No. The McKinney-Vento Act requires states to address enrollment barriers related to lack of guardianship in school enrollment and requires LEAs to enroll youth in school immediately, even if they lack a legal guardian or typically required enrollment documents. 42 U.S.C. §§11432(g)(3)(C), (g)(1)(H)(iv), (g)(1)(I). The decision to seek legal guardianship is a serious decision that significantly affects the legal rights of the parent, caregiver and youth well beyond the school arena. While that step will be appropriate in some cases, it will not be in others.
Children and youth who are sharing the housing of others due to loss of housing, economic hardship, or a similar reason are covered by the McKinney-Vento Act. 42 U.S.C. §11434A(2)(B)(i). This can include unaccompanied youth who are running away from home, even if their parents state a desire for the youth to return home. Families who share adequate housing on a long-term basis due to preference or convenience would not be covered by the Act.
Native American - Title VI
This program is designed to address the unique cultural, language, and educationally related academic needs of American Indian and Alaska Native students, including preschool children. The programs funded are to meet the unique cultural, language, and educational needs of Indian students and ensure that all students meet the challenging State academic standard. The program is the Department’s principal vehicle for addressing the particular needs of Indian children.
Grant funds supplement the regular school program. Funds support such activities as culturally-responsive after-school programs, Native language classes, tutoring, positive self identity, and suicide prevention by meeting the culturally related academic needs of Indian children. Projects help Indian children sharpen their academic skills, facilitate post high school training or college enrollment, and provide students an opportunity to participate in enrichment programs that would otherwise be unavailable.
Students enrolled in the Alpine School District who document enrollment in a federally recognized tribe of the U.S.are eligible for Title VI funded services. Enrollment may be for the student, the parent or grandparent of the student. The completed 506 Indian Student Eligibility Form is kept on file by the ASD Title VI program.
Title VI does not supplant, rather supports educational services offered by ASD. Historically activities have included:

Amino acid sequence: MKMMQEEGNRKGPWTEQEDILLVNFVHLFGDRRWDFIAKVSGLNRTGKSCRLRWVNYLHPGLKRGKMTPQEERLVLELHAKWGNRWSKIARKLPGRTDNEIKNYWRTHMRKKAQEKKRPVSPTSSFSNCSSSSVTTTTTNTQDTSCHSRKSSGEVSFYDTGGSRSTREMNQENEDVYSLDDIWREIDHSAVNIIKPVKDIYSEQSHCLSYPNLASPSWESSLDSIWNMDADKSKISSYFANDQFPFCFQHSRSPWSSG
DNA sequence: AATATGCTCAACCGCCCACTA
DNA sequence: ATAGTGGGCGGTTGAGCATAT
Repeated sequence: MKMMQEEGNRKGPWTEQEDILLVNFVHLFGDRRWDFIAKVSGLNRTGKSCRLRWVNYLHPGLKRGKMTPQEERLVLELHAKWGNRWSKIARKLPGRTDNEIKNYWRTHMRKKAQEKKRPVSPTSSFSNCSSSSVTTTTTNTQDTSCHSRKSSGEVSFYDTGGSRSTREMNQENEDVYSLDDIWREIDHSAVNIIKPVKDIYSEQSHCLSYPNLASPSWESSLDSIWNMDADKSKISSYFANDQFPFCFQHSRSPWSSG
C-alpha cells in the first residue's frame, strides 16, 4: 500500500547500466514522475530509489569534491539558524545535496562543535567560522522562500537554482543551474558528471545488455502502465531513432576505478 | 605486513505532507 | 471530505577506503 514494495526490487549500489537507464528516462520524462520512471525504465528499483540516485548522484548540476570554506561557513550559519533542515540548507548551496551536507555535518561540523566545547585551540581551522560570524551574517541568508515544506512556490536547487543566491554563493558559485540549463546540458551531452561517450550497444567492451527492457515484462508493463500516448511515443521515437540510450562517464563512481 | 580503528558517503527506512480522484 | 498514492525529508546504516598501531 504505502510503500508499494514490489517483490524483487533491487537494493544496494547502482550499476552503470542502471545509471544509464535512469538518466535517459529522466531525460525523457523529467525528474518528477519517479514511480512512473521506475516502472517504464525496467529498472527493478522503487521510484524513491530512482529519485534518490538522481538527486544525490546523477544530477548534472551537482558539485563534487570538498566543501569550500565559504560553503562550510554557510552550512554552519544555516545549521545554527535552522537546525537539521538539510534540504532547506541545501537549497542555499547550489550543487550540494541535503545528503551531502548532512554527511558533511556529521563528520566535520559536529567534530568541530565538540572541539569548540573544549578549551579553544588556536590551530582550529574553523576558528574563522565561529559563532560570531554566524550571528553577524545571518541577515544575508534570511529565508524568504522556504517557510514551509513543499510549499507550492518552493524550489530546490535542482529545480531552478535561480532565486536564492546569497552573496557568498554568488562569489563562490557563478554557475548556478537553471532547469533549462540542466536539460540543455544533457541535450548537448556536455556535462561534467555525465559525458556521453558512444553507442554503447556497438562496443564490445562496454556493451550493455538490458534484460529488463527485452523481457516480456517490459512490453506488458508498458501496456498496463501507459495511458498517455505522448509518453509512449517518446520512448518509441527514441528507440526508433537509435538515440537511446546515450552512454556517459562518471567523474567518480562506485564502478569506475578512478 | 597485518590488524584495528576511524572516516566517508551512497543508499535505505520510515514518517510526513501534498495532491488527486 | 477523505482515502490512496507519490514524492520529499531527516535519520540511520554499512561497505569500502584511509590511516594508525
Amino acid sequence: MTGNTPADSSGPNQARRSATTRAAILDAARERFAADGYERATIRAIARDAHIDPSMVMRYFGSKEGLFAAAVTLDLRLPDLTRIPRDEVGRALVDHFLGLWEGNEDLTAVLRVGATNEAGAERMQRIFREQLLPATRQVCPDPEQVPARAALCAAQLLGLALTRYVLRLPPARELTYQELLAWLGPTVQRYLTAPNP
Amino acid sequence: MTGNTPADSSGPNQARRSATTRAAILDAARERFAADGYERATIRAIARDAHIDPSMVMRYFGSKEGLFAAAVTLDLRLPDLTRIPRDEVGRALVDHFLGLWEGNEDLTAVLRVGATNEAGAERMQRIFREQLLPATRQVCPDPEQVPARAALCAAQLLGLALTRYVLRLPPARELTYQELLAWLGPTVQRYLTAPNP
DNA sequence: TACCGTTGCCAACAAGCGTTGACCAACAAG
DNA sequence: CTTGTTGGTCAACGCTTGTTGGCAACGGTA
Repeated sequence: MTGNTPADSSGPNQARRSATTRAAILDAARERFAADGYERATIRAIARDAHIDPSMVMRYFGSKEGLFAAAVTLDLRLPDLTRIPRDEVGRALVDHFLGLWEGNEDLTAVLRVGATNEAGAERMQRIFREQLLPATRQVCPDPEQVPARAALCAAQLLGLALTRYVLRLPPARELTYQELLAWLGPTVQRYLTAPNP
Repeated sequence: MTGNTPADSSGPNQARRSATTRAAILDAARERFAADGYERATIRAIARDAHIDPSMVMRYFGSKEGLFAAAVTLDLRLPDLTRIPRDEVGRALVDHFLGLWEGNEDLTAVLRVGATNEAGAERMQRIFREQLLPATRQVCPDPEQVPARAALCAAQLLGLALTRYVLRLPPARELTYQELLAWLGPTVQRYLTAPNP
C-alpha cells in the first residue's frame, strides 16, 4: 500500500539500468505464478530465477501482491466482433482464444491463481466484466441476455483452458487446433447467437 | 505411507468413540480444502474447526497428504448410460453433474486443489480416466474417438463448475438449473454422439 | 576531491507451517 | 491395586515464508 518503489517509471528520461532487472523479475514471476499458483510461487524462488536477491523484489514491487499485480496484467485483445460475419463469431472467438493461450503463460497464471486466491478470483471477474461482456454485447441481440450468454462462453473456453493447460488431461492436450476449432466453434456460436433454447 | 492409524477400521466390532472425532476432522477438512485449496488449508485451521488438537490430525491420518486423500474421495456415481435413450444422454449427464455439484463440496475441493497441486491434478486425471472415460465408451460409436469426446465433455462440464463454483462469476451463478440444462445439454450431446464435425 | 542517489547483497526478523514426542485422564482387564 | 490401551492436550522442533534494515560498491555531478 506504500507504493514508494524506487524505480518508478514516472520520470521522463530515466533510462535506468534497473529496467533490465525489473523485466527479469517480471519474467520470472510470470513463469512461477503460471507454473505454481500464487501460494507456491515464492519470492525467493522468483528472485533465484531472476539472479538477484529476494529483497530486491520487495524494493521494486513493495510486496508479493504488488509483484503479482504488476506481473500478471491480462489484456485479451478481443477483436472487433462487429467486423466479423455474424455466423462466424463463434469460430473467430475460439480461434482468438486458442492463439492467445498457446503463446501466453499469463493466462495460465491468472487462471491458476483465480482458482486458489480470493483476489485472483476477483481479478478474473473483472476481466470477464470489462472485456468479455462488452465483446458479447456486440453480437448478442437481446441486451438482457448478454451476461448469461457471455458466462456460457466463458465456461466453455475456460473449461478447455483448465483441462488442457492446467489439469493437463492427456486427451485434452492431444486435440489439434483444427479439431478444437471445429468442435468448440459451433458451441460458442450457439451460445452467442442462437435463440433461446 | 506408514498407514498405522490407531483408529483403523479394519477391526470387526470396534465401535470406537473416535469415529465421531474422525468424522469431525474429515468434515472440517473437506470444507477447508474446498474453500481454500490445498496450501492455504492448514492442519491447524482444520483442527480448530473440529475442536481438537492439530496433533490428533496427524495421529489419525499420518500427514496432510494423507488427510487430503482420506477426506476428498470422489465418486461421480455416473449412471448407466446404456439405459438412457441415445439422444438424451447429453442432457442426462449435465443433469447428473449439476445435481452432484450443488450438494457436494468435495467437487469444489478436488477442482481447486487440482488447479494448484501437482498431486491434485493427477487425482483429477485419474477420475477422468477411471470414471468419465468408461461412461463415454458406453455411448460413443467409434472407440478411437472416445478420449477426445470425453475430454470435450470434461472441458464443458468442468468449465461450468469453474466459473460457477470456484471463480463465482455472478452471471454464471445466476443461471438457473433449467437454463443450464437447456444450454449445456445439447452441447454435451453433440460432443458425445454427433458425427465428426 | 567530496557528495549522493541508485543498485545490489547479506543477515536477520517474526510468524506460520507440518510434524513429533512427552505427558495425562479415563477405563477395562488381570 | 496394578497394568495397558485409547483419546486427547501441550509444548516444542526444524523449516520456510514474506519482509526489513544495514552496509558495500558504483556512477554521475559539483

- Cultural Oow Wow and hoop dance instruction classes
- Drum classes
- Hoop dance exhibitions at local higher education sponsored Pow Wows
- Pow Wow history and culture education
- Social Studies and American Indian History
- American Indian Literacy based reading
- Positive self identity through art mediums: Vans and skateboard art workshops, t shirt designs with culturally related discussion and artists
- Navajo Language and Navajo Government classes required by the Navajo Tribe for the Manuelito Scholarship
- Healthy Lifestyles education and activity workshops
- Wellness and suicide prevention workshops
- Earth Connections Summer Camps at Red Butte Gardens and Thanksgiving Point
- Community service projects including dance performances in schools and community events
- Secondary student leadership recognition and development conference
- Cultural arts projects specific to tribes and their art forms: pottery making, rug making, Alaska Native song and dance, histories of Native arts
- Wellness and suicide prevention presentations
- Graduation recognition for graduates and their families
REACH Diversity Training in ASD
Professional development opportunities for educators in Social Studies presentations focusing on the American Indian perspective of American and Utah Histories, including culturally accurate and sensitive resources developed by American Indians.
Distribution of resources for teaching and classroom activities funded through grants which support culturally related projects
Community presentations which give our dance students opportunities to perform their learned dance skills while they share culture and dance education with non Indian communities